7 *C Iio .o/3 P E 8o o 50 - 20 035 i - 040 045 0.. The thermodynamic paths of the two cycles have also been shown by the solid lines in Figs. 140 Tc = 3 5 "C TE = 1. the evaporator and .. 075 07 wl % Fig. and circulation factor. as follows: x = B [C(R CR I)]'/3 (II) In the above relation B is a constant which depends on the temperatures of the condenser.Design and optimisationof an absorption refrigerationsystem operated by solar energy 151 IIO / /f Tc = 3 5 *C TE = 1.50 Ammonia.7 *C ? 85 E _P=___4zmm h~ 8 ~ / ~D 35 J I0 04 05 06 L i t h i u m bromide. 3 and 4.. Thermodynamic path for the water-lithium bromide cycle. C. 0. for both the water-lithium bromide and the ammoniawater cycles. By application of eqn (10) the heat exchanger parameter can be expressed as a function of the system refrigeration capacity. By applying various simplifications. 3. Duflie and Sheridan[5] have shown that the UA value for the exchanger could be approximated by UA = 379 m ~13 (10) where mo is the mass flow rate of the weak solution and the value of the constant 379 has been determined from experimental values of mass flow m. The value of x = pc in Figs. The sensible heat exchangers between the fluid streams entering and leaving the generator should transfer the maximum amount of heat consistent with economy of construction. Assuming streamline flow for the weak solution in the heat exchanger (this can usually be done by selecting the proper diameter for the exchanger tube) it can be shown that [4] the value of UA for the exchanger is proportional to the cube root of the mass flow rate of the weak solution. Thermodynamic path for the ammonia-water cycle. 5 and 6 could actually be considered as heat exchanger parameters above 10. 4. R.55 065 060 wl % Fig.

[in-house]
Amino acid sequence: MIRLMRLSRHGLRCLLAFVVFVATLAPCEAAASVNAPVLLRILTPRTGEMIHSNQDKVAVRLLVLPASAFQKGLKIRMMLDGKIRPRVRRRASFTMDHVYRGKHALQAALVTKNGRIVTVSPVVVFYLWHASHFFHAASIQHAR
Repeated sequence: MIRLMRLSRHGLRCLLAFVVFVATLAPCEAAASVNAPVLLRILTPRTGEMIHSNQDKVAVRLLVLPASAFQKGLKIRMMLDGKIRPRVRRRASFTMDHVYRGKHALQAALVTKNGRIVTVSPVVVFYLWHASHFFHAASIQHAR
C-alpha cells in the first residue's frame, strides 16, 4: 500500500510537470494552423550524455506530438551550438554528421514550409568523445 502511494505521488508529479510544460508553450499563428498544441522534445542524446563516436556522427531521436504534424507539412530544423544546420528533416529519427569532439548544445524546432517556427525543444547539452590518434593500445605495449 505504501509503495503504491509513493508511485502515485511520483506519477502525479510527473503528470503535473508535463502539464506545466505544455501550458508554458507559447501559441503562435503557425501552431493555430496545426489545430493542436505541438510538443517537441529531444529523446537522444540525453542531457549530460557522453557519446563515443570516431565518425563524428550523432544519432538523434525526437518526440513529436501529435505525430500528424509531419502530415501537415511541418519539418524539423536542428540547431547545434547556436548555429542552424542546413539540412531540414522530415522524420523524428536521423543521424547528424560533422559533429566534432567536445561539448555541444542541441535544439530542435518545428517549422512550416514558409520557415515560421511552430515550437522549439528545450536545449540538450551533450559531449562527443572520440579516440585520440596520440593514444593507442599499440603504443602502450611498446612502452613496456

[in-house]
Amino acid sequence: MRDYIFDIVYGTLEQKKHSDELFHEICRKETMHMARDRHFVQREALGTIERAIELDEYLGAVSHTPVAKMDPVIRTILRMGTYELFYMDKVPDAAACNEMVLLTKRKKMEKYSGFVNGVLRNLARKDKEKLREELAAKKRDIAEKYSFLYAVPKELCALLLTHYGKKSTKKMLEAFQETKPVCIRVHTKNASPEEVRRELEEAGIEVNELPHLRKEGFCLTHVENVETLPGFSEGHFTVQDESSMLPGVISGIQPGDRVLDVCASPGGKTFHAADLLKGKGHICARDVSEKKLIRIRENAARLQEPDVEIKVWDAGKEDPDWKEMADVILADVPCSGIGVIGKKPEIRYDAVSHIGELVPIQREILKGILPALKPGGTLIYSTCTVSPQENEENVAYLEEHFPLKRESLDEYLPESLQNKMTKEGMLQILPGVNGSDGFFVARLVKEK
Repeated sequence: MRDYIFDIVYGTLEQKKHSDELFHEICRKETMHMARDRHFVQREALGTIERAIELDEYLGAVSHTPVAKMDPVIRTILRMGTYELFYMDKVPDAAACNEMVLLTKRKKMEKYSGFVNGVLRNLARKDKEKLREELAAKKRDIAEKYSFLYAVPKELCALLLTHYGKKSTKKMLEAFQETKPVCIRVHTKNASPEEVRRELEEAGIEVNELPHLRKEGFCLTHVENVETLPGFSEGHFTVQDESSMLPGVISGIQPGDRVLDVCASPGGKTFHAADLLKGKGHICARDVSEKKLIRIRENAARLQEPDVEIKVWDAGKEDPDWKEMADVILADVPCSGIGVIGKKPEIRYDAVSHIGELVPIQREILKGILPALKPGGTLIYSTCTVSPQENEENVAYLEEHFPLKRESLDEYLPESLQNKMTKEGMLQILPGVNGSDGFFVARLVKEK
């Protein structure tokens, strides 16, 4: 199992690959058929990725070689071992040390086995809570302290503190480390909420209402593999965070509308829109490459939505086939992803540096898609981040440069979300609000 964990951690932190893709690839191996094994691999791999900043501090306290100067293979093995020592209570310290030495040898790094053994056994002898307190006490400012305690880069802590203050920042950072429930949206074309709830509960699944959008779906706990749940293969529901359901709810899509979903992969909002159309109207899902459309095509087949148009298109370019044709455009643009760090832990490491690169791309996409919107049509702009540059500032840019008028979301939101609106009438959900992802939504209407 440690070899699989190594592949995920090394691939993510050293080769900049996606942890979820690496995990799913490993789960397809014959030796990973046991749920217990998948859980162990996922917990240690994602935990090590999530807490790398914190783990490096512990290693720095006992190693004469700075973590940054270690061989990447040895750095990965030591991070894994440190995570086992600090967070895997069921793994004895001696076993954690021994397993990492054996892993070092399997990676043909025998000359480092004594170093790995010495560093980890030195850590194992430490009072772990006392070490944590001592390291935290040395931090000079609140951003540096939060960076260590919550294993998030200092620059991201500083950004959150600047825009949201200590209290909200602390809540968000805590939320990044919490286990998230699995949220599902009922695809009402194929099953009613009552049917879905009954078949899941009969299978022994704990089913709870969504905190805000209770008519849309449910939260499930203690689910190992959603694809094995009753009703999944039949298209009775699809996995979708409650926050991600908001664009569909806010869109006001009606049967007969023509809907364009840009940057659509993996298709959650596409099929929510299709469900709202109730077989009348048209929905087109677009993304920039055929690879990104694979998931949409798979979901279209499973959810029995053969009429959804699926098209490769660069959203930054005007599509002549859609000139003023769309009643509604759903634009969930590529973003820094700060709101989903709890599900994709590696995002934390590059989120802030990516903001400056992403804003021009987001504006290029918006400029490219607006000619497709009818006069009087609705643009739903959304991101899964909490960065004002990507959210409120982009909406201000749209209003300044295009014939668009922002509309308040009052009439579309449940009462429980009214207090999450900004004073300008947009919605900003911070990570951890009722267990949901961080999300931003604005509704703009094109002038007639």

@__ -r --÷ = j i o~ i i. . Therefore x can be plotted vs the generator temperature for different values of C as in Figs. =C Fig. Heat exchanger parameter as a function of generator temperature for the ammonia-water system. Heat exchanger parameter as a function of generator temperature for the water-lithium bromide system.8 07-- 0. Fig. 8.o I i I o. 0. condenser temperature of 35°C and absorber temperature of 21°C..- .. the constant B for water-lithium bromide case is 46.1 i l O3 60 J ~ . = 1 90 9~ °C G e n e r a t o r temp. .6 I .. ALIZADEH et aL 09 ! 0. the generator and the solution heat exchanger) and higher cooling ratio. m 0.. There are of course limitations for high generator temperature one of which is the crystallization problem in the case of water-lithium bromide when the generator temperature becomes too high. the absorber and it also varies from refrigerant to refrigerant. Cooling ratio as a function of generator temperature for the water-lithium bromide system. This places a lower bound for the generator temperature because as the circulation factor increases the mass flow rates in the system also increase and this suggests larger heat exchange surfaces and therefore a higher cost.7 J X=I p 05 . 0.4 U i .. 5-8 it can be seen that for a given refrigeration capacity. ~ [ To 75 80 J Generator i 1 8~ temp. ._0 0.2 . 7... These figures show that as the generator temperature decreases the circulation factor increases for a given C.9 04 (J Q3 I/! ._~ 8 0. In general from Figs. If a temperature difference of 8°C is assumed between the average temperature of the collector surface and the generator temperature for heat transfer purposes. 7 and 8.2 0.. Fig.152 S.6 and for the ammonia-water case it has a value of 16. the flat plate collector area required for producing I kJ hr-' for an average horizontal insolation of 3046kJhr-' m -2 is .7 % T~ = 35 °c t i i 70 80 90 I00 Generator I I0 temp. 6. x in eqn (11) is a function of the generator temperature for a specified value of C.5---0 .8 °C Fig. Cooling ratio as a function of generator temperature for the ammonia-water system. 5. i i °C ~ . higher generator temperature causes lower cost (because of lower mass flow rates in the absorber. For evaporator temperature of 1. Another limiting feature is that producing very high temperatures with flat plate solar collectors is difficult. "r" TE=I..1. ¢.7°C. 120 t30 140 °C 60 70 80 90 I00 I10 120 130 140 Generator temp.. Since R is a function of the generator temperature only when other conditions of the system are fixed.